Defendants in this antitrust action have filed a Motion to Dismiss under Rules 12(b)(1) and 12(b)(6) alleging lack of subject matter jurisdiction and failure to state a claim upon which relief can be granted. This Motion is in response to Plaintiffs' Complaint and Amended Complaint which allege a violation of the Sherman Act, 15 U.S.C. § 1 et seq. Both parties have supplied the Court with briefs supporting their respective positions in regard to Defendants' Motion to Dismiss. In addition, Defendants have filed a supplemental Reply To Plaintiffs' Response in which they request an Order directing discovery for a period of thirty days limited to the issue of subject matter jurisdiction, or, in the alternative, that Plaintiffs' Complaint be dismissed. Plaintiffs oppose this suggestion. For the reasons stated below, we will deny Defendants' Motion to Dismiss, as well as their request for a period of limited discovery.
Defendants' Motion must be denied unless it appears beyond doubt that Plaintiffs can prove no set of facts in support of their claim that would entitle them to relief. Conley v. Gibson, 355 U.S. 41, 2 L. Ed. 2d 80, 78 S. Ct. 99 (1957). In deciding Rule 12 Motions, the Court must rely solely on averments in the Complaint and Amended Complaint. Defendants allege that these averments lack any factual basis on which the Court can conclude that it has subject matter jurisdiction since Plaintiffs do not allege any nexus between the bid rigging activities alleged and interstate commerce. The Court disagrees with this analysis, and believes that the Complaint sets forth sufficient effect on interstate commerce to support subject matter jurisdiction. The trucking and hauling activities performed by Defendants on behalf of Carpentertown, though local in nature, meet the "substantial and adverse effect" requirement as interpreted in the Third Circuit's decisions. Cardio-Medical Associates, Ltd. v. Crozer-Chester Medical Center, 721 F.2d 68 (3rd Cir. 1983); Thomas Englert d/b/a Northeast Electrical Inspection Agency v. City of McKeesport, et al., 736 F.2d 96 (3rd Cir. 1984). The fact that Defendants were being paid to perform the trucking and hauling activities by a facility which itself is engaged in the mining, production, purchasing and sale of coal in interstate commerce satisfies the Sherman Act's jurisdictional requirements.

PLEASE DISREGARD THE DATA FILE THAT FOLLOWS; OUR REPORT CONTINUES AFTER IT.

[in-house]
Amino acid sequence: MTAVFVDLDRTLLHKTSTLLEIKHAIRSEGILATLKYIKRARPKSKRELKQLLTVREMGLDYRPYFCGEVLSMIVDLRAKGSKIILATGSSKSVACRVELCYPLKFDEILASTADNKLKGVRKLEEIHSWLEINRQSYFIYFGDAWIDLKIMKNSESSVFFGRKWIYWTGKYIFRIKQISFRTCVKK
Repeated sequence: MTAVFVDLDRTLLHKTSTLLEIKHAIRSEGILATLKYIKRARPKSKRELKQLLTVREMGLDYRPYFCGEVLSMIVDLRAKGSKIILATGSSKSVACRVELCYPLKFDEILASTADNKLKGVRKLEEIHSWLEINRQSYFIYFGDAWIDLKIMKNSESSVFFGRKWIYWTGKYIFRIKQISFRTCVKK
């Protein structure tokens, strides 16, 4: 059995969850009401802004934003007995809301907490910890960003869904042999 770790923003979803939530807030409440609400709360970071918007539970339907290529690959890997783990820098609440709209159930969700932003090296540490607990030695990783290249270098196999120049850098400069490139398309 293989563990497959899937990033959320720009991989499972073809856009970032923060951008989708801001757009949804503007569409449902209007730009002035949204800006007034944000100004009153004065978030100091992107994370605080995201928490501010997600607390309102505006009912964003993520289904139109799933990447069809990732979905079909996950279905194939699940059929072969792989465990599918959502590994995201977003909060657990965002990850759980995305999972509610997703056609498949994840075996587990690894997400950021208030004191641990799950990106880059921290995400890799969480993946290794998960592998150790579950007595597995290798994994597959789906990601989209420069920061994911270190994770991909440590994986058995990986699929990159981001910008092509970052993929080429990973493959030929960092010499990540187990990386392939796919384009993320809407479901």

Defendants next indicate that their motion should be granted due to Plaintiffs' failure to state a cause of action upon which relief can be granted since Plaintiffs fail to allege with any particularity the nature of the Plaintiffs' injury. Plaintiffs' Complaint alleges that Plaintiffs have been injured in their trade and business by having been denied the benefit of competitive bidding for trucking and hauling services as well as by the illegal use by Defendants of Plaintiffs' blanket purchase orders. Plaintiffs further state that the exact amount of damage suffered is not presently ascertainable. (Plaintiffs' Amended Complaint at 9). This Court finds the damages alleged by the Plaintiff to be sufficient to satisfy the requirements of Federal Rule of Civil Procedure 8. All that Plaintiffs need to allege is "a short and plain statement of the claim showing that the pleader is entitled to relief." Plaintiffs have satisfied this requirement by alleging economic injury which was caused by specific illegal conduct of the Defendants which if proved would constitute an anti-trust violation. Since we are here addressing a Fed.R.Civ.P. 12 (b)(6) Motion, all allegations of the Complaint are deemed to be true. Walker Process Equip. v. Food Mach. & Chem. Corp., 382 U.S. 172, 86 S. Ct. 347, 15 L. Ed. 2d 247 (1965). Defendants' Motion to dismiss will be denied and an appropriate order will issue.
AND NOW this 19th day of July 1984, in accordance with the accompanying Opinion, IT IS HEREBY ORDERED that the Motion of Defendants to Dismiss is DENIED. This decision renders Defendants' request for a limitation on discovery moot.
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